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My Favorite Quotes from Chimamanda Ngozi Adichie’s “We Should All Be Feminists”

“The person more qualified to lead is not the physically stronger person. It is the more intelligent, the more knowledgeable, the more creative, more innovative. And there are no hormones for those attributes.”

“Gender as it functions today is a grave injustice. I am angry. We should all be angry. Anger has a long history of bringing about positive change. But I am also hopeful, because I believe deeply in the ability of human beings to remake themselves for the better.”

“What struck me – with her and with many other female American friends I have – is how invested they are in being ‘liked’. How they have been raised to believe that their being likeable is very important and that this ‘likeable’ trait is a specific thing. And that specific thing does not include showing anger or being aggressive or disagreeing too loudly.”

“We spend too much time teaching girls to worry about what boys think of them. But the reverse is not the case. We don’t teach boys to care about being likeable.”

“Gender matters everywhere in the world. And I would like today to ask that we should begin to dream about and plan for a different world. A fairer world. A world of happier men and happier women who are truer to themselves. And this is how we start: we must raise our daughters differently. We must also raise our sons differently.”

“What if both boys and girls were raised not to link masculinity and money?”

“…by far the worst thing we do to males – by making them feel they have to be hard – is that we leave them with very fragile egos. The harder a man feels compelled to be, the weaker his ego is. And then we do a much greater disservice to girls, because we raise them to cater to the fragile egos of males.”

“…why do we teach girls to aspire to marriage, yet we don’t teach boys to do the same?”

“Our society teaches a woman at a certain age who is unmarried to see it as a deep personal failure. While a man at a certain age who is unmarried has not quite come around to making his pick. It is easy to say, ‘But women can just say no to all this.’ But the reality is more difficult, more complex. We are all social beings. We internalize ideas from our socialization.”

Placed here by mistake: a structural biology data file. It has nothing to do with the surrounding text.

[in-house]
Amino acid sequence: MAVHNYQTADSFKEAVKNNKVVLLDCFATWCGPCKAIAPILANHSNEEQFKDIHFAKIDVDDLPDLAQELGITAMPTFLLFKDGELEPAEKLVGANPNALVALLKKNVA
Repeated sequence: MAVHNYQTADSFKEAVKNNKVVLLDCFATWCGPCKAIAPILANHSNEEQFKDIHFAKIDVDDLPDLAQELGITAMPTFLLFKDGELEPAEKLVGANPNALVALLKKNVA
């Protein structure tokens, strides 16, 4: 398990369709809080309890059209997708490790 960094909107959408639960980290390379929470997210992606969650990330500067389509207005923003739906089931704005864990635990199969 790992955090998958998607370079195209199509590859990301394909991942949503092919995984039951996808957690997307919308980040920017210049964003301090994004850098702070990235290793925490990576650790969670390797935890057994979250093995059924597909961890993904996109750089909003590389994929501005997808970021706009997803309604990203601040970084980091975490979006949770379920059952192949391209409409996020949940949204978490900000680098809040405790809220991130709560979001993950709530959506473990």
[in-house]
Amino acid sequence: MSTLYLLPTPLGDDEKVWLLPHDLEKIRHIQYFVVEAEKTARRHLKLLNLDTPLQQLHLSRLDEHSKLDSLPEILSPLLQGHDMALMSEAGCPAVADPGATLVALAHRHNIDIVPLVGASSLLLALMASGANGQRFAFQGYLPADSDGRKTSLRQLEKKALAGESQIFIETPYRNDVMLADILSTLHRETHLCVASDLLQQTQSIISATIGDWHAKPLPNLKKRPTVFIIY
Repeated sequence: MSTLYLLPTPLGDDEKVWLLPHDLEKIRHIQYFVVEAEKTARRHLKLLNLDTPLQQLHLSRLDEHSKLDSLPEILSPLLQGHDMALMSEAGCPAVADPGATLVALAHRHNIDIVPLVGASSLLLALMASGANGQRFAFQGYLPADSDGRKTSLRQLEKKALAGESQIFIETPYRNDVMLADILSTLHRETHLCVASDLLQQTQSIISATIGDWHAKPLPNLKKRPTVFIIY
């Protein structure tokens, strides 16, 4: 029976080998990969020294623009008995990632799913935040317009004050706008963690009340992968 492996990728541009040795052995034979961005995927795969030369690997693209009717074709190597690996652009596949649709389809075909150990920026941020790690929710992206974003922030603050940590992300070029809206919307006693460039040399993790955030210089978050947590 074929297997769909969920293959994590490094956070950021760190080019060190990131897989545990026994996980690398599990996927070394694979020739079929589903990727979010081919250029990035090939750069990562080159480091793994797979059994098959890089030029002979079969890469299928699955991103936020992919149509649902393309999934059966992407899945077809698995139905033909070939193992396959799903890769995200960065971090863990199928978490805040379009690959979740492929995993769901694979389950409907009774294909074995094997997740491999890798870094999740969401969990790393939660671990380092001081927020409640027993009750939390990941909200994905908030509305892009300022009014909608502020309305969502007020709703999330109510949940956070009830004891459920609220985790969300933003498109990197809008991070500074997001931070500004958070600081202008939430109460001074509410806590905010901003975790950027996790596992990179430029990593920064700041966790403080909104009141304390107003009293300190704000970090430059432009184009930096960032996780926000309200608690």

“We use the word respect for something a woman shows a man, but not often for something a man shows a woman.”

“We teach females that in relationships, compromise is what a woman is more likely to do.”

“We police girls. We praise girls for virginity but we don’t praise boys for virginity (and it makes me wonder how exactly this is supposed to work out, since the loss of virginity is a process that usually involves two people of the opposite genders).”

“We teach girls shame. Close your legs. Cover yourself. We make them feel as though by being born female, they are already guilty of something.”

“The problem with gender is that it prescribes how we should be rather than recognizing how we are. Imagine how much happier we would be, how much freer to be our true individual selves, if we didn’t have the weight of gender expectations.”

“Boys and girls are undeniably different biologically, but socialization exaggerates the differences, and then starts a self-fulfilling process.”

“Both men and women are resistant to talk about gender, or are quick to dismiss the problems of gender. Because thinking of changing the status quo is always uncomfortable.”

“Some people ask, ‘Why the word feminist? Why not just say you are a believer in human rights, or something like that?’ Because that would be dishonest. Feminism is, of course, part of human rights in general – but to choose to use the vague expression human rights is to deny the specific and particular problem of gender. It would be a way of pretending that it was not women who have, for centuries, been excluded. It would be a way of denying that the problem of gender targets women. That the problem was not about being human, but specifically about being a female human. For centuries, the world divided human beings into two groups and then proceeded to exclude and oppress one group. It is only fair that the solution to the problem should acknowledge that.”

“Culture does not make people. People make culture. If it is true that the full humanity of women is not our culture, then we can and must make it our culture.”

If you haven’t yet, be sure to watch Chimamanda Ngozi Adichie’s TED Talk and/or order the paperback transcript.

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